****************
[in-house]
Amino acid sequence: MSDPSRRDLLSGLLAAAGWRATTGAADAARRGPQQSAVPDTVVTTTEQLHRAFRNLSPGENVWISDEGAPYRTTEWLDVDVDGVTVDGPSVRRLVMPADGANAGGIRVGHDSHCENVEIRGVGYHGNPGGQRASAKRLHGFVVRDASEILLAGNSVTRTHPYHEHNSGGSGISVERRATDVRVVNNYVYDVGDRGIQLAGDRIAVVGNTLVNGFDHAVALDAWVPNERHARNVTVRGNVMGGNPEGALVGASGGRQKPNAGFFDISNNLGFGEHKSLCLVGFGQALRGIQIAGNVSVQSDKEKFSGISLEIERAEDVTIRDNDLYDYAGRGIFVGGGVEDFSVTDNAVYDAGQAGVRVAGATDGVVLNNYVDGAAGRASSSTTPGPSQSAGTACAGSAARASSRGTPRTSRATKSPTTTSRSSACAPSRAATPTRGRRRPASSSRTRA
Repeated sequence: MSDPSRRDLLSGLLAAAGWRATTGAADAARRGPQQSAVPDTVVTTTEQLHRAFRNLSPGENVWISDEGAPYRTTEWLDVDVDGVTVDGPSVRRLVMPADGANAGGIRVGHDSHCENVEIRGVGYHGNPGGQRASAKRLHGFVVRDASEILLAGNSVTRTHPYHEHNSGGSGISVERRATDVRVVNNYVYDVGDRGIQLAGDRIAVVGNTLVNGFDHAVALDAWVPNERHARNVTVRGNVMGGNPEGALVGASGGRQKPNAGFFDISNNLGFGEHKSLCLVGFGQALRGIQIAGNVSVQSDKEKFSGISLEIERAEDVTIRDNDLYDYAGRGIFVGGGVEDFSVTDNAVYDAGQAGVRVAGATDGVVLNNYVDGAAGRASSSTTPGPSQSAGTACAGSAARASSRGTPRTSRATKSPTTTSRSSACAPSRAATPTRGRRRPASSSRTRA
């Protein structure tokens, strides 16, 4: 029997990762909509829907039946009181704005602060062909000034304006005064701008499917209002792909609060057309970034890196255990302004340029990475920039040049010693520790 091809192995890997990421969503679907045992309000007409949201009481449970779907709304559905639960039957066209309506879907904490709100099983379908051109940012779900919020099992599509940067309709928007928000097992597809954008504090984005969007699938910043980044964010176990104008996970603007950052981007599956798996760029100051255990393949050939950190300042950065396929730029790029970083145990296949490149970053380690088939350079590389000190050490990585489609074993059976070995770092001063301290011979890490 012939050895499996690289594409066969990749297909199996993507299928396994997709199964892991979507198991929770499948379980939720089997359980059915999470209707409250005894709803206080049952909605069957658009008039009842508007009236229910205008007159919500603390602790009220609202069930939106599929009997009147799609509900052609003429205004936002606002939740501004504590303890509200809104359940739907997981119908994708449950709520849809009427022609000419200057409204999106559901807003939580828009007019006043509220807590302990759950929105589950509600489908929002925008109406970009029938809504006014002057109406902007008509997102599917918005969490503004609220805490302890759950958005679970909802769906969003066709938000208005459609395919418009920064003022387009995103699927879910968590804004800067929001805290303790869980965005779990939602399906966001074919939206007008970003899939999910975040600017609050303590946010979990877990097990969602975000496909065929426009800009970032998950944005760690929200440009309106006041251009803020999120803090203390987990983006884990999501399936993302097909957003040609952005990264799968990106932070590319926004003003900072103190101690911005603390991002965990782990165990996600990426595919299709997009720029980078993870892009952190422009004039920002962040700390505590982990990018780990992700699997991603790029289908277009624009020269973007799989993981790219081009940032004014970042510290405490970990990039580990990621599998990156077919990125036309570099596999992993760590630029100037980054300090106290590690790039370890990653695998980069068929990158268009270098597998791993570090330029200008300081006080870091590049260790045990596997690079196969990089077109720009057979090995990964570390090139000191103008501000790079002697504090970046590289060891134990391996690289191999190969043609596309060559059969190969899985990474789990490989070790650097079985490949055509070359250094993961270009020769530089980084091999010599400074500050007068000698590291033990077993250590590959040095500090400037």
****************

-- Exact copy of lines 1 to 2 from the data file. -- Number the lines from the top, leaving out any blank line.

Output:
[in-house]
Amino acid sequence: MSDPSRRDLLSGLLAAAGWRATTGAADAARRGPQQSAVPDTVVTTTEQLHRAFRNLSPGENVWISDEGAPYRTTEWLDVDVDGVTVDGPSVRRLVMPADGANAGGIRVGHDSHCENVEIRGVGYHGNPGGQRASAKRLHGFVVRDASEILLAGNSVTRTHPYHEHNSGGSGISVERRATDVRVVNNYVYDVGDRGIQLAGDRIAVVGNTLVNGFDHAVALDAWVPNERHARNVTVRGNVMGGNPEGALVGASGGRQKPNAGFFDISNNLGFGEHKSLCLVGFGQALRGIQIAGNVSVQSDKEKFSGISLEIERAEDVTIRDNDLYDYAGRGIFVGGGVEDFSVTDNAVYDAGQAGVRVAGATDGVVLNNYVDGAAGRASSSTTPGPSQSAGTACAGSAARASSRGTPRTSRATKSPTTTSRSSACAPSRAATPTRGRRRPASSSRTRA